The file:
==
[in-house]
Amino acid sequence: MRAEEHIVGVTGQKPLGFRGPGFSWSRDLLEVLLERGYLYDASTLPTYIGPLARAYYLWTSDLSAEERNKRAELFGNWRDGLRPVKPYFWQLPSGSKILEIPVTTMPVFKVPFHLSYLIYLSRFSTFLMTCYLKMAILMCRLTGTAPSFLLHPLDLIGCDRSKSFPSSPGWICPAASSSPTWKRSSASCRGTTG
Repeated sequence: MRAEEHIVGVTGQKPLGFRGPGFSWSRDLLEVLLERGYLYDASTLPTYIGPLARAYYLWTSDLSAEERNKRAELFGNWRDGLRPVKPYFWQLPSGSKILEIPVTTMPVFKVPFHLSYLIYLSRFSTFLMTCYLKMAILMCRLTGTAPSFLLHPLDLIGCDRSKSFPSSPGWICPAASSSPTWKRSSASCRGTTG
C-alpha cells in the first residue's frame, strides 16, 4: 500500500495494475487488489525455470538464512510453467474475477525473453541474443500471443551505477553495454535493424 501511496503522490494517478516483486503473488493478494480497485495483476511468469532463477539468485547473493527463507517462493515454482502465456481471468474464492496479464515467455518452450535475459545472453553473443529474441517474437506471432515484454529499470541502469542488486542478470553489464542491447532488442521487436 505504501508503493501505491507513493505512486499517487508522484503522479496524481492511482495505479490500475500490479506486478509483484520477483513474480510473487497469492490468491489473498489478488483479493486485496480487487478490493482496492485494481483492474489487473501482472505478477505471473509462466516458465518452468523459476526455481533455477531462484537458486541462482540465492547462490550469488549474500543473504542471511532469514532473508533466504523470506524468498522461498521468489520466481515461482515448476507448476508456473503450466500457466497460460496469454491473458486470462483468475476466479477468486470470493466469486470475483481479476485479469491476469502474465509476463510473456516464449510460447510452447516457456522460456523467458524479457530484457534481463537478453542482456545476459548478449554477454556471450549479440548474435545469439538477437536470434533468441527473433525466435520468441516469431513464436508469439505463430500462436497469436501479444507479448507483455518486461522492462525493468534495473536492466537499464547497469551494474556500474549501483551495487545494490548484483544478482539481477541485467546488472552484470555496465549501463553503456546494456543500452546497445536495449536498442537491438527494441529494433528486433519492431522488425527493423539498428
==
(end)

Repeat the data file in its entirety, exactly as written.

[in-house]
Amino acid sequence: MRAEEHIVGVTGQKPLGFRGPGFSWSRDLLEVLLERGYLYDASTLPTYIGPLARAYYLWTSDLSAEERNKRAELFGNWRDGLRPVKPYFWQLPSGSKILEIPVTTMPVFKVPFHLSYLIYLSRFSTFLMTCYLKMAILMCRLTGTAPSFLLHPLDLIGCDRSKSFPSSPGWICPAASSSPTWKRSSASCRGTTG
Repeated sequence: MRAEEHIVGVTGQKPLGFRGPGFSWSRDLLEVLLERGYLYDASTLPTYIGPLARAYYLWTSDLSAEERNKRAELFGNWRDGLRPVKPYFWQLPSGSKILEIPVTTMPVFKVPFHLSYLIYLSRFSTFLMTCYLKMAILMCRLTGTAPSFLLHPLDLIGCDRSKSFPSSPGWICPAASSSPTWKRSSASCRGTTG
C-alpha cells in the first residue's frame, strides 16, 4: 500500500495494475487488489525455470538464512510453467474475477525473453541474443500471443551505477553495454535493424 501511496503522490494517478516483486503473488493478494480497485495483476511468469532463477539468485547473493527463507517462493515454482502465456481471468474464492496479464515467455518452450535475459545472453553473443529474441517474437506471432515484454529499470541502469542488486542478470553489464542491447532488442521487436 505504501508503493501505491507513493505512486499517487508522484503522479496524481492511482495505479490500475500490479506486478509483484520477483513474480510473487497469492490468491489473498489478488483479493486485496480487487478490493482496492485494481483492474489487473501482472505478477505471473509462466516458465518452468523459476526455481533455477531462484537458486541462482540465492547462490550469488549474500543473504542471511532469514532473508533466504523470506524468498522461498521468489520466481515461482515448476507448476508456473503450466500457466497460460496469454491473458486470462483468475476466479477468486470470493466469486470475483481479476485479469491476469502474465509476463510473456516464449510460447510452447516457456522460456523467458524479457530484457534481463537478453542482456545476459548478449554477454556471450549479440548474435545469439538477437536470434533468441527473433525466435520468441516469431513464436508469439505463430500462436497469436501479444507479448507483455518486461522492462525493468534495473536492466537499464547497469551494474556500474549501483551495487545494490548484483544478482539481477541485467546488472552484470555496465549501463553503456546494456543500452546497445536495449536498442537491438527494441529494433528486433519492431522488425527493423539498428